Make-up Lessons from an Economist's point of view
Make-up Music Lessons from an Economist's Point of View
By Vicky Barham, Ph. D.
Like many parents, I pay in advance for lessons each term. In my mind, what this means is that I have reserved a regular spot in the busy schedules of my sons' teachers. I understand — fully -- that if I can't make it to the lesson one week (perhaps my son is sick, or we are away on holiday, or there is some other major event at school) then we will pay for the lesson, but that my teacher is under no obligation to find another spot for me that week, or to refund me for the untaught lesson. And this is the way it should be.
In my “other life” I am an economist and teach at our local university. Students pay good money to attend classes at the university; but if they don't come to my lecture on a Monday morning, then I am not going to turn around and deliver them a private tutorial on Tuesday afternoon. When I go to the store and buy groceries, I may purchase something that doesn't get used. Days or months later, I end up throwing it out. I don't get a refund from the grocery store for the unused merchandise. If I sign my child up for swimming lessons at the local pool, and s/he refuses to return after the first lesson, I can't get my money back. So there are lots of situations in our everyday lives where we regularly pay in advance for goods or some service, and if we end up not using what we have purchased, we have to just “swallow our losses.” On the other hand, if I purchase an item of clothing, and get home and change my mind, I can take it back and expect either a refund or a store credit.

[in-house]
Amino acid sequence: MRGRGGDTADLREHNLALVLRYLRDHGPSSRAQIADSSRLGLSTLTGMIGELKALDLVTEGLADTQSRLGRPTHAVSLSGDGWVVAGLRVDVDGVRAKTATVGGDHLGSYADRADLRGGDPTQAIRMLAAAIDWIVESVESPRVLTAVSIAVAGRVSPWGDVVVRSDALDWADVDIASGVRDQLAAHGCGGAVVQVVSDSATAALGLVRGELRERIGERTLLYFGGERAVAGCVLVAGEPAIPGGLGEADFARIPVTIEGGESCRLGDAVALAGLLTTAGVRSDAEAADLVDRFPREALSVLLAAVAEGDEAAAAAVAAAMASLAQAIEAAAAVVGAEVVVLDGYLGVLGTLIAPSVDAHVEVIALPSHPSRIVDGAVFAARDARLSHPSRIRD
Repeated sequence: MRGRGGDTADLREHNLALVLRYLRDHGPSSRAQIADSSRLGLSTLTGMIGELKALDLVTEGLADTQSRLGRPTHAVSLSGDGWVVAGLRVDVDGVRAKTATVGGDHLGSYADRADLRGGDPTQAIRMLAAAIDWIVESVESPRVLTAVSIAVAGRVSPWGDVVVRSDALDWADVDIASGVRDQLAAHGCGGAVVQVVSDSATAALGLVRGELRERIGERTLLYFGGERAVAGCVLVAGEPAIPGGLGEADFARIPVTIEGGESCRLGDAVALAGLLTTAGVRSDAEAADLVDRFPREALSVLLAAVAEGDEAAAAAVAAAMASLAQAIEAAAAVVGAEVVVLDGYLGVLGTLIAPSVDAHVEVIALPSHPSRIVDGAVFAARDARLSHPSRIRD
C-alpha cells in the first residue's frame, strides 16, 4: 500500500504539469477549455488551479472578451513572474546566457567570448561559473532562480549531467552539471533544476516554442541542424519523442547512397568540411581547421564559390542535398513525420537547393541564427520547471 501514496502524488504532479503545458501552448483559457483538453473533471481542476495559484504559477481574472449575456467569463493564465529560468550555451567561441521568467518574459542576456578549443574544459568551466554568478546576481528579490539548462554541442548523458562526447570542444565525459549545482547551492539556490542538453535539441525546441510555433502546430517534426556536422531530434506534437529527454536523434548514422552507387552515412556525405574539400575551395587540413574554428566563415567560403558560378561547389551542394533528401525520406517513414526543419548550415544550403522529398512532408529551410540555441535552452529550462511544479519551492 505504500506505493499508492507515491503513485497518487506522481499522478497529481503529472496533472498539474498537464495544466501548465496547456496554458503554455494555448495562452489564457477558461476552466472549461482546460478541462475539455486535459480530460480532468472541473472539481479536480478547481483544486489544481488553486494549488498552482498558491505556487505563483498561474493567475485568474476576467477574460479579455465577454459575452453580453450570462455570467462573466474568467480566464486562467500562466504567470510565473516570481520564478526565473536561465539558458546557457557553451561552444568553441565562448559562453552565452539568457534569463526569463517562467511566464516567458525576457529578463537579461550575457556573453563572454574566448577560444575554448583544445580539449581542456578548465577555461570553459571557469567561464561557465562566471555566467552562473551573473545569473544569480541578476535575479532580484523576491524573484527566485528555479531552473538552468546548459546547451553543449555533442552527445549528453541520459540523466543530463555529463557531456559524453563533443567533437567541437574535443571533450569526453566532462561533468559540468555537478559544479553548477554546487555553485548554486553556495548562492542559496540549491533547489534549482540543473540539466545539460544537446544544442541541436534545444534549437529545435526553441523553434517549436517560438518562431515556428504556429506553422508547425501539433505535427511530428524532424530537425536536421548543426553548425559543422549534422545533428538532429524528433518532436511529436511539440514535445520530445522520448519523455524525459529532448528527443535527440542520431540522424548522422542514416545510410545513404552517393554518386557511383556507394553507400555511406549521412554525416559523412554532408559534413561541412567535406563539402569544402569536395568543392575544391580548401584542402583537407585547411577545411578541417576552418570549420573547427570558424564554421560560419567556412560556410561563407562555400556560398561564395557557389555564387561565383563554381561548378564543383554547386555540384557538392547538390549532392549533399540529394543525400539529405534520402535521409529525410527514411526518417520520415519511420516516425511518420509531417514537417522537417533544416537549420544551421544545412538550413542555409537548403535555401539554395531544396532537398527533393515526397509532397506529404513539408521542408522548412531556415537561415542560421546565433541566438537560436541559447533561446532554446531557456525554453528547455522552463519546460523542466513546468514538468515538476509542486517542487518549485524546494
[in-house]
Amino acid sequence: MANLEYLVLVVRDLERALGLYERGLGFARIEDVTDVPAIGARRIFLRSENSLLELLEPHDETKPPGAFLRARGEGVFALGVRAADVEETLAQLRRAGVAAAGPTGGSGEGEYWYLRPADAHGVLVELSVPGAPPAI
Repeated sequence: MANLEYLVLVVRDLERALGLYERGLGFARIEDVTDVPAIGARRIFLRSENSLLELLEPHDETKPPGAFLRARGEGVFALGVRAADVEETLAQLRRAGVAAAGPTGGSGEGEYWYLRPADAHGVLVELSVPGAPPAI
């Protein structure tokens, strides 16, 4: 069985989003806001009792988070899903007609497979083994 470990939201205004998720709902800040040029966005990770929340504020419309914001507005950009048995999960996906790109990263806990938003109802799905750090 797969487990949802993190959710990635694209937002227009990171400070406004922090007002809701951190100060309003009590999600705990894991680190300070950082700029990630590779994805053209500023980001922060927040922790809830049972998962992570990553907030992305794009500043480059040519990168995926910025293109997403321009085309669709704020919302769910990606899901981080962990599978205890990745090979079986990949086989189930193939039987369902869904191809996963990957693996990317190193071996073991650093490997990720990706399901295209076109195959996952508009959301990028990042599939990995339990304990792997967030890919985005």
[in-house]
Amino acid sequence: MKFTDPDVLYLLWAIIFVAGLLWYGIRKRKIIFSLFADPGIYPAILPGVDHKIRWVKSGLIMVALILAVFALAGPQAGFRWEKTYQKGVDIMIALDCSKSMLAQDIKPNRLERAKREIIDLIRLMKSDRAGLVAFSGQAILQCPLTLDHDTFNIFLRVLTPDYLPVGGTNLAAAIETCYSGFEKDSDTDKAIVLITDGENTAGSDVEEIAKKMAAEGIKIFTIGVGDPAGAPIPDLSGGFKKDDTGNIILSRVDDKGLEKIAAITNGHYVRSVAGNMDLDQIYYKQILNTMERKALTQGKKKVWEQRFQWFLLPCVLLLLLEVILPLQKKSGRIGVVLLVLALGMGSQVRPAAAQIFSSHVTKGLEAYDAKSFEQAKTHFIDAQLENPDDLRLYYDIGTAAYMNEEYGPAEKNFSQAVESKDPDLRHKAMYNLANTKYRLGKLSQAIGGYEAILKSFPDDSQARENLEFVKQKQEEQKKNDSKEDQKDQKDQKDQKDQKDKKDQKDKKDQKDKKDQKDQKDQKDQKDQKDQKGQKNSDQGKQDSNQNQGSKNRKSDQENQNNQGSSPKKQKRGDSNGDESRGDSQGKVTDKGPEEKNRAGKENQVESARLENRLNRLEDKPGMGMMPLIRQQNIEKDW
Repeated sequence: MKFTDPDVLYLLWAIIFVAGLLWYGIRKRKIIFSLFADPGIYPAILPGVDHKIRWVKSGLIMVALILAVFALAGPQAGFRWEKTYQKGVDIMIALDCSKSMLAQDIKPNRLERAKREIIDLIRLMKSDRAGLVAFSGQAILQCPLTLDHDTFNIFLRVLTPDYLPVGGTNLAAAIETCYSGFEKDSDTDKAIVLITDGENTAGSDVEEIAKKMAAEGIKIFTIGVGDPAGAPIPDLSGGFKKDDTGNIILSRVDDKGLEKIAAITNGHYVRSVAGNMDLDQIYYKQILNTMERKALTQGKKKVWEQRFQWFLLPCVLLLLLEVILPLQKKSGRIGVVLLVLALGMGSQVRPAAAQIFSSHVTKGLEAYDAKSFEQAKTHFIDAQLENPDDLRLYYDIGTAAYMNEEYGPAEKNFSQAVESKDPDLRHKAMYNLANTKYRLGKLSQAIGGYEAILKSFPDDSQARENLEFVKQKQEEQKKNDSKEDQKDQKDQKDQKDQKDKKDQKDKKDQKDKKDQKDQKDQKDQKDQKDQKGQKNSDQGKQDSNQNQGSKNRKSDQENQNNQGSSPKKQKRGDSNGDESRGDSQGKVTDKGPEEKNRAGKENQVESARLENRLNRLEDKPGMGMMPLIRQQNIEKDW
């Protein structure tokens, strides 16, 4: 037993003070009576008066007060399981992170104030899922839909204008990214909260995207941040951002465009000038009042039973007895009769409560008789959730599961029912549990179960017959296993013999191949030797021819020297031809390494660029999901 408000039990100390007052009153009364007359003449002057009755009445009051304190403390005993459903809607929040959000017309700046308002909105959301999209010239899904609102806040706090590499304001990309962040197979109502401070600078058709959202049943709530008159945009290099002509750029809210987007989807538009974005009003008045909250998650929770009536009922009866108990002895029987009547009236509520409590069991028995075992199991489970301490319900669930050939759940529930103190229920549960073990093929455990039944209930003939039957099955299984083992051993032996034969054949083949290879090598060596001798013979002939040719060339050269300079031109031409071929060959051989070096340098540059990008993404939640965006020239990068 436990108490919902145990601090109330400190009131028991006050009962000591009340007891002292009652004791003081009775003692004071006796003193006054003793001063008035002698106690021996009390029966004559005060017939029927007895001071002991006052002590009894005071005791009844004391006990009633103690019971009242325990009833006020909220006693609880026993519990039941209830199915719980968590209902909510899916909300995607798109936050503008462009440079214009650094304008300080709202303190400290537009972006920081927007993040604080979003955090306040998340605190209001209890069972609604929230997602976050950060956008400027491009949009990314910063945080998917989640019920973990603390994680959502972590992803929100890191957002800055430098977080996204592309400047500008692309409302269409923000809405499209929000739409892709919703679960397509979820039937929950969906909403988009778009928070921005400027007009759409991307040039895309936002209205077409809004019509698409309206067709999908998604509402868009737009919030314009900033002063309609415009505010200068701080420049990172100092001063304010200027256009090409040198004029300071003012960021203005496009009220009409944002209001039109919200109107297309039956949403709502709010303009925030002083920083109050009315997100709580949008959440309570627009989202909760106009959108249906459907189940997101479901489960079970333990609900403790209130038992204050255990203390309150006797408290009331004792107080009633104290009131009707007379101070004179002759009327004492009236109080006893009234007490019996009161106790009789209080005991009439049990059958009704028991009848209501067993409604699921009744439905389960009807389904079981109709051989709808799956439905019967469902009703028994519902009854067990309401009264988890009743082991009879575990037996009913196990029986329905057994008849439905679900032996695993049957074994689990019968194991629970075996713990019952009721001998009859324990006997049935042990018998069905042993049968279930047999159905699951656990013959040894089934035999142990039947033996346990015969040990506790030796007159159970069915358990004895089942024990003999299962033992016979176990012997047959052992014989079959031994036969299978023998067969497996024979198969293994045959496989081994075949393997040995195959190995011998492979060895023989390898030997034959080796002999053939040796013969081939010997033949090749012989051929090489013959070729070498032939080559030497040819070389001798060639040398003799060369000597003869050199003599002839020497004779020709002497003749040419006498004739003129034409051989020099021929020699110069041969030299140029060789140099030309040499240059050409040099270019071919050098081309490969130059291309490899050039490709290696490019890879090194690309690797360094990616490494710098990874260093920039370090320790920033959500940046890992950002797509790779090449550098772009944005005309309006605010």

So why do I believe that music lessons fall into the first category of “non-returnable merchandise,” rather than into the second case of “exchange privileges unlimited” (which I think is one of the advertising slogans of an established women's clothing store!)? Speaking now as an economist, I would claim that the reason is that items like clothing are "durable goods” — meaning, they can be returned and then resold at the original price — whereas music lessons are non-durable goods — meaning, once my Monday slot at 3:30 is gone, my son's
teacher can't turn around and sell it again. The only way she would be able to give him a lesson later in the week would be if she were to give up time that she had scheduled for her own private life; and that seems pretty unreasonable. I can't think of many employees who would be thrilled if their bosses were to announce that they couldn't work from 3:30 to 4:30 this afternoon, but would they please stay until 6:30 on Thursday, because there will be work for them then!
Post Script by Dave Head:
This article pretty much sums up my personal policy however when a student asks for a different time THE SAME WEEK as their absence and I have an availability that I am able to offer certainly I am happy to oblige.
I do not BANK or PRO-RATE lessons or payments. When you reserve my time you owe the tuition. When I am absent I owe you the lesson.